Location: Southwest Watershed Research2010 Annual Report
1a. Objectives (from AD-416)
a) Assimilation of remote sensing information into hydrologic modeling; b) Interpretation of remote sensing products in the context of ecohydrologic feedbacks.
1b. Approach (from AD-416)
The experimental design is built on remote sensing, measurements and modeling to better understand the ecohydrologic impacts of climate change and woody plant encroachment. Experiments are planned for ARS watershed locations in Arizona, Oklahoma and Georgia. Documents SCA with U of AZ. Formerly 5342-12660-004-01S 58-5342-4-447.
3. Progress Report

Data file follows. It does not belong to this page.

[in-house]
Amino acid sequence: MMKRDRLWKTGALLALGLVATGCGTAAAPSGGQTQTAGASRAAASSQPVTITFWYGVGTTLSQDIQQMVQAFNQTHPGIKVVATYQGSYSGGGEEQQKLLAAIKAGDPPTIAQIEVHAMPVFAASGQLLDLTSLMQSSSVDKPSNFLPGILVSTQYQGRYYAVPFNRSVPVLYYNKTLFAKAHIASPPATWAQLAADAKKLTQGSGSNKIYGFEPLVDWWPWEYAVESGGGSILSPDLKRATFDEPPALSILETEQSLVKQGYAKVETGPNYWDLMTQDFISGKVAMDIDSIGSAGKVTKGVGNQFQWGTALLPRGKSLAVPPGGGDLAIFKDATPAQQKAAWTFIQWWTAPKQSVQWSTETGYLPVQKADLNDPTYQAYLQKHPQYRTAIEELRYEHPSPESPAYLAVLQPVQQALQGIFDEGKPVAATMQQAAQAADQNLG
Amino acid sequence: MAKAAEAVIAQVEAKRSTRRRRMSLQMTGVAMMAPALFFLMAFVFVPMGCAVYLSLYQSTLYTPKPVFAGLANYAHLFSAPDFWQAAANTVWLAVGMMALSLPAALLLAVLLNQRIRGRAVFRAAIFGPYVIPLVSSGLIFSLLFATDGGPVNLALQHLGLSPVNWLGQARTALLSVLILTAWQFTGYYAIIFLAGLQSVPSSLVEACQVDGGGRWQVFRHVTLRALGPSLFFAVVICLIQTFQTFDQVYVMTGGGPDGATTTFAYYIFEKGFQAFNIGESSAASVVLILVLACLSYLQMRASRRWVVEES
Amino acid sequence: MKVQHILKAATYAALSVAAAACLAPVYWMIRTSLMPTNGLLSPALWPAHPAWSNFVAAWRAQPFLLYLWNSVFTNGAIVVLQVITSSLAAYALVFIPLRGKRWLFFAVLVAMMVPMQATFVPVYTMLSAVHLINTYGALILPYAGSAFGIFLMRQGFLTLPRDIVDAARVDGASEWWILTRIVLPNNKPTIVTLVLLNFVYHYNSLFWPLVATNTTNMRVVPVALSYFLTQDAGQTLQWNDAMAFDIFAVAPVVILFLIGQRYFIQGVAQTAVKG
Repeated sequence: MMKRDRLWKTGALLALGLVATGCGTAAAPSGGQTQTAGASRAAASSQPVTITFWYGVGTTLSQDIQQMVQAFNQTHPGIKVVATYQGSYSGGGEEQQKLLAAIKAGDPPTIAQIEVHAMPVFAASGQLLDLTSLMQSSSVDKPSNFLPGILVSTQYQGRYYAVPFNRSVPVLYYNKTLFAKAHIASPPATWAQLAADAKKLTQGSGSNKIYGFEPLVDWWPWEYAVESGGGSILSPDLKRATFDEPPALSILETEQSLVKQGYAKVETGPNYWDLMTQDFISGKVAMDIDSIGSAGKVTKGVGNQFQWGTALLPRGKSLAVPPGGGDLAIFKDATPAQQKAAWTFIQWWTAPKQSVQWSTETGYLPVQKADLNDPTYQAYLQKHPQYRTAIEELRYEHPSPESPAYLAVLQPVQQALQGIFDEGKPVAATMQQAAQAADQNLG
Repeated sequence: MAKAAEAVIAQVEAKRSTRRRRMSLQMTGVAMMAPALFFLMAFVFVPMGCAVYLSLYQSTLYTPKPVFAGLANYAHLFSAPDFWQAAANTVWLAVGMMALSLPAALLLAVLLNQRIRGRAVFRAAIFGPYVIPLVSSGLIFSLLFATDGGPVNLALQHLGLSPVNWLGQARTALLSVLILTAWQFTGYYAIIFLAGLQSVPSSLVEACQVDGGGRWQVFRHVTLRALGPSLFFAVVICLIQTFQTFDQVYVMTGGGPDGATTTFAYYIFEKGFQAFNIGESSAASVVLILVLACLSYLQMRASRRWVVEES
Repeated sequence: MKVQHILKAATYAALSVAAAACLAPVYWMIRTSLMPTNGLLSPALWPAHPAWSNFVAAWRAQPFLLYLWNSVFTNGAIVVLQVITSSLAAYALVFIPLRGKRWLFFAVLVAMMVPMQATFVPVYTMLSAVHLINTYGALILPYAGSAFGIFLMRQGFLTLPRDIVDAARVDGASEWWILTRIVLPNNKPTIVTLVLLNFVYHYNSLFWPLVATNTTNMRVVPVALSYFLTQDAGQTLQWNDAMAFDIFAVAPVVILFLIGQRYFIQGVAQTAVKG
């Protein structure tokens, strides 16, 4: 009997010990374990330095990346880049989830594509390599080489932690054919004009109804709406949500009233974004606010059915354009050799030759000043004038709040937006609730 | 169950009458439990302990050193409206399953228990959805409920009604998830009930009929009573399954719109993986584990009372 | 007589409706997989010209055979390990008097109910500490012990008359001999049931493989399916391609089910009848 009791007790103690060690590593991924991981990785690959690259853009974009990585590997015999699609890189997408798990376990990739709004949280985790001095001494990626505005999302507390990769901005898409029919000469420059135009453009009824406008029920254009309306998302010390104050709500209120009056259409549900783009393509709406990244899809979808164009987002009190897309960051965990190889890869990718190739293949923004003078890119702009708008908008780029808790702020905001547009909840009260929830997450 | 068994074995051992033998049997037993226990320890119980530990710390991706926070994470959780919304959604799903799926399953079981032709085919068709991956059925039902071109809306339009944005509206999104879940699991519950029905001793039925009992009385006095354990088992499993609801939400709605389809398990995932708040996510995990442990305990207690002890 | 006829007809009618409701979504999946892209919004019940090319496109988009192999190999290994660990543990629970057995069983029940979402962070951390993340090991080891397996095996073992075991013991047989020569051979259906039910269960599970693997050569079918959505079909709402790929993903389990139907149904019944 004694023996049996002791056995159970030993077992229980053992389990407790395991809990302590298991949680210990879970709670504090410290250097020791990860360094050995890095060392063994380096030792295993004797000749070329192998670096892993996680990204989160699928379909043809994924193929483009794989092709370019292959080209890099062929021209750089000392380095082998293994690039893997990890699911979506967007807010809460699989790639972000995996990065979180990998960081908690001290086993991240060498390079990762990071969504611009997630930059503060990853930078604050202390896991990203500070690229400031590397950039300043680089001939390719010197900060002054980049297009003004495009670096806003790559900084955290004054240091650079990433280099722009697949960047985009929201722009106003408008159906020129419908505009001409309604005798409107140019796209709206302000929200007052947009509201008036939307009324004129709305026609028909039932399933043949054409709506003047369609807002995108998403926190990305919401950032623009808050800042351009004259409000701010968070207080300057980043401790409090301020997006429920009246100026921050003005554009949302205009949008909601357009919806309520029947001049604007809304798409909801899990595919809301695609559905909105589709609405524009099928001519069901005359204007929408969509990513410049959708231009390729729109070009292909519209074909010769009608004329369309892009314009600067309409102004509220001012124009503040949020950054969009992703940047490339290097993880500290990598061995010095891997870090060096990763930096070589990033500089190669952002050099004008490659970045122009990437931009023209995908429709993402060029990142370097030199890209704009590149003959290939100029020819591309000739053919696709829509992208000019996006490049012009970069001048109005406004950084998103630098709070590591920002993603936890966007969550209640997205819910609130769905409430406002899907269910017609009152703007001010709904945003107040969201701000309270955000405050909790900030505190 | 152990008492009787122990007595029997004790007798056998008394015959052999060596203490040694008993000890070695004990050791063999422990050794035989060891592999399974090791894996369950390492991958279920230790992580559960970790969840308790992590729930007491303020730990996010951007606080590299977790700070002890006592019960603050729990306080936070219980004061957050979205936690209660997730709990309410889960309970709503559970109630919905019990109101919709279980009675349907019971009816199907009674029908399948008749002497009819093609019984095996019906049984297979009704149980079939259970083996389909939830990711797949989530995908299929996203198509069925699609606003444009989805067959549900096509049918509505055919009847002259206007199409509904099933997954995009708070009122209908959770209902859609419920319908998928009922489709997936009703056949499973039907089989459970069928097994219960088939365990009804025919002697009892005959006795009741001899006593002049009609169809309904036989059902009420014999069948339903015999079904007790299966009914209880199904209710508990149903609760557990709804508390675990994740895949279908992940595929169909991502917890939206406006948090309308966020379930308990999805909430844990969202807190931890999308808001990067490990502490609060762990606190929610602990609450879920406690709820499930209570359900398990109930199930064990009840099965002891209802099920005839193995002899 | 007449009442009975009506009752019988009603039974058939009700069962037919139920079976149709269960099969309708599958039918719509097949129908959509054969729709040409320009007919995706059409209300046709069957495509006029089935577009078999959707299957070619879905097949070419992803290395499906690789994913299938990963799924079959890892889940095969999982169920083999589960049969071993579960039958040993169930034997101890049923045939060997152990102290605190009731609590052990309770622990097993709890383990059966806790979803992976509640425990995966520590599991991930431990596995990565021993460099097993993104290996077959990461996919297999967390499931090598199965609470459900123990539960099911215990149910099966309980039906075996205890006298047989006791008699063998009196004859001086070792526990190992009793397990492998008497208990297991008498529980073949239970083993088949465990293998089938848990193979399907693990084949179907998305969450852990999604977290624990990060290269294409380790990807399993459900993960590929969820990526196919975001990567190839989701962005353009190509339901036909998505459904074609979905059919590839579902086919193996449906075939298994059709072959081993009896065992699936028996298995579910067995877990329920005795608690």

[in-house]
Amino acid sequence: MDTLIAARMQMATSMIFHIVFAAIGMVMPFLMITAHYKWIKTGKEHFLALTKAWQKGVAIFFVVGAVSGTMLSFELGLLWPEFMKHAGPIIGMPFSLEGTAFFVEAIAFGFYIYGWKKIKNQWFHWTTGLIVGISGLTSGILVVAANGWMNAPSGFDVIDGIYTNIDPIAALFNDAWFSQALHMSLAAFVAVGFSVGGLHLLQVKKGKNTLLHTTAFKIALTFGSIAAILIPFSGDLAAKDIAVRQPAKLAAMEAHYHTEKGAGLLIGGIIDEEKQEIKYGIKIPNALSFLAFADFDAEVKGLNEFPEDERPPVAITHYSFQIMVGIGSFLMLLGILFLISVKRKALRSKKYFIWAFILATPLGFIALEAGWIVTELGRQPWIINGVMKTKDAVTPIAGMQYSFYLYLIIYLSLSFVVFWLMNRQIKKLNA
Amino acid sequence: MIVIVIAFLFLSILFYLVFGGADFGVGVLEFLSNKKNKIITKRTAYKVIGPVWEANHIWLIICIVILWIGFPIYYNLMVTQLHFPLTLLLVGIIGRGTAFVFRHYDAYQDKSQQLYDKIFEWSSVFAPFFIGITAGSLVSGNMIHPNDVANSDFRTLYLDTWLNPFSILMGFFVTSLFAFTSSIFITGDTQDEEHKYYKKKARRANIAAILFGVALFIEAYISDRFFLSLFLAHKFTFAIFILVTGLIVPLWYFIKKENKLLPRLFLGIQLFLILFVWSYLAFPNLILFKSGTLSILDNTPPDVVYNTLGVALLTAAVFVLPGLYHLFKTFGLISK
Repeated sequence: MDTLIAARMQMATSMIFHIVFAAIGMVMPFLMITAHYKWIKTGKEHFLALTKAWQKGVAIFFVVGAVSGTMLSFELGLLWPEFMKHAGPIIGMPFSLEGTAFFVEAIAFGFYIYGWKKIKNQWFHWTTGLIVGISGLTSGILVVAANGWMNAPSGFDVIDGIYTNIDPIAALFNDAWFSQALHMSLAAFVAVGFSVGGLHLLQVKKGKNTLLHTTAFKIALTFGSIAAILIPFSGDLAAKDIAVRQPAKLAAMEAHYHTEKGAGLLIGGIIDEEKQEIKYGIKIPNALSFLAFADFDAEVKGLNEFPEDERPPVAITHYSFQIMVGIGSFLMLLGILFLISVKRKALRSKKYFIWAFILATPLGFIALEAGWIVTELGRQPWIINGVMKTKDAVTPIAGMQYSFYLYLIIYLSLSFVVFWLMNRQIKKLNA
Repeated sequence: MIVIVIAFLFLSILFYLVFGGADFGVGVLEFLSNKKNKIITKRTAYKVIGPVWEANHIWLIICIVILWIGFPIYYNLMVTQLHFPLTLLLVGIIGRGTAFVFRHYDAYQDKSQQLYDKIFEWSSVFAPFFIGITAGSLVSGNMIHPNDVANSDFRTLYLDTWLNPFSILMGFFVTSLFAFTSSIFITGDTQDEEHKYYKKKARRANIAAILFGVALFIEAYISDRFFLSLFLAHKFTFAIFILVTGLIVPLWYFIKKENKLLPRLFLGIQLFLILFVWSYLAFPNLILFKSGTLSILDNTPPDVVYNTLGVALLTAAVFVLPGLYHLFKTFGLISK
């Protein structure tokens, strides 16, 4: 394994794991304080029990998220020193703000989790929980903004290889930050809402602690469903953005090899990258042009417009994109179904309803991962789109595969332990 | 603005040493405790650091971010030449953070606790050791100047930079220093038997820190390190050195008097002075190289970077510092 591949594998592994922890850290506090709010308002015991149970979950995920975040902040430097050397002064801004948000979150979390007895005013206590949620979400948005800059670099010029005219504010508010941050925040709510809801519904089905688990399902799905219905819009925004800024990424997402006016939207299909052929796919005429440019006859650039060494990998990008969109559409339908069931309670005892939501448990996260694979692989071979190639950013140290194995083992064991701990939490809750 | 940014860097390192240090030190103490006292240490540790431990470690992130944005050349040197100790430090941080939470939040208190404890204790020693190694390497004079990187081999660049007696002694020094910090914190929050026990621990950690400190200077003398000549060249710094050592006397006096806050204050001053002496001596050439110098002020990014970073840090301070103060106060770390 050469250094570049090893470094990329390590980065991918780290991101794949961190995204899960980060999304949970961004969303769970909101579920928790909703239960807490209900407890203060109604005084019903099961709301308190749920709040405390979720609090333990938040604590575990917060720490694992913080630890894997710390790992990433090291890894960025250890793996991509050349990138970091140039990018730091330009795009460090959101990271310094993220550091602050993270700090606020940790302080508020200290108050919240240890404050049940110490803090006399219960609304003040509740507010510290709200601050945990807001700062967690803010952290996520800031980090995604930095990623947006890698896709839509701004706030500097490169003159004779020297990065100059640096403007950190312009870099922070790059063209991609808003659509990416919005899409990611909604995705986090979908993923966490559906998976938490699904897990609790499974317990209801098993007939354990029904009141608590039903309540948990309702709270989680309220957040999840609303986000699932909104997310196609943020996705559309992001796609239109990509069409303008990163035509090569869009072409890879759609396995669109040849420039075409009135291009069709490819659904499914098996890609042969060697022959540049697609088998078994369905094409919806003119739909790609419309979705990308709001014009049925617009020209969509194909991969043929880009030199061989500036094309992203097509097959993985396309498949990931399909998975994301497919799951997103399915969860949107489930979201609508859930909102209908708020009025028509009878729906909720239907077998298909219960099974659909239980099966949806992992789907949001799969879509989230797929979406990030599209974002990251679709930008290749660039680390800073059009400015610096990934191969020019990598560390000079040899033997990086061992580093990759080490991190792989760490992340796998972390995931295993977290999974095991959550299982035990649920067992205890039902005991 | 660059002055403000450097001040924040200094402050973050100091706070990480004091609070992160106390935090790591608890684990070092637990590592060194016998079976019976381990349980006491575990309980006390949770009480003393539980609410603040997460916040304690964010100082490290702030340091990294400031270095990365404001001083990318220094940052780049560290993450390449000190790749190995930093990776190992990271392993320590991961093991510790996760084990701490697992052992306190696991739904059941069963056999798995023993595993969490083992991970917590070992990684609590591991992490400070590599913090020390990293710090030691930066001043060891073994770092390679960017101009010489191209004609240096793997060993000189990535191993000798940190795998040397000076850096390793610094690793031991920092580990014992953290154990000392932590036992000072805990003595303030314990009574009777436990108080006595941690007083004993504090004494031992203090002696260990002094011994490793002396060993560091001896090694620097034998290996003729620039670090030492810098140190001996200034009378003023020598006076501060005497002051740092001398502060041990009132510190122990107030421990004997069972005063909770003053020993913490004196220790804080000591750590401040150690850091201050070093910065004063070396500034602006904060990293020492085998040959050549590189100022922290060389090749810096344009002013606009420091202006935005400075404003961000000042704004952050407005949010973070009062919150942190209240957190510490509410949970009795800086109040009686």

Invasive grasses altered the water cycle in semiarid rangeland. This study investigated a transition from a grassland dominated by native species to a non-native Lehmann lovegrass monoculture at a semiarid grassland site in southeastern Arizona. Results showed that the post-storm daily water loss due to soil evaporation (E) [relative to the daily evapotranspiration from plants and soil (ET)] was greater in post-transition years than in pre-transition years. Results indicated that, compared to a native assemblage, Lehmann lovegrass dominance may be associated with an increase in E/ET after precipitation in the summer growing season. Over the season, this resulted in a doubling of total seasonal E/ET after the Lehmann lovegrass invasion. These results should lead to a comprehensive understanding of the impacts of species invasion in semiarid grasslands. NP 211 Problem Area #5 Watershed Management, Water Availability, and Ecosystem Restoration. ADODR Monitoring Activities: The project was managed through close interaction (most UA students on the project are housed at the ARS laboratory) and in person meetings every two to three weeks between the primary UA faculty member, ARS scientists, and graduate students.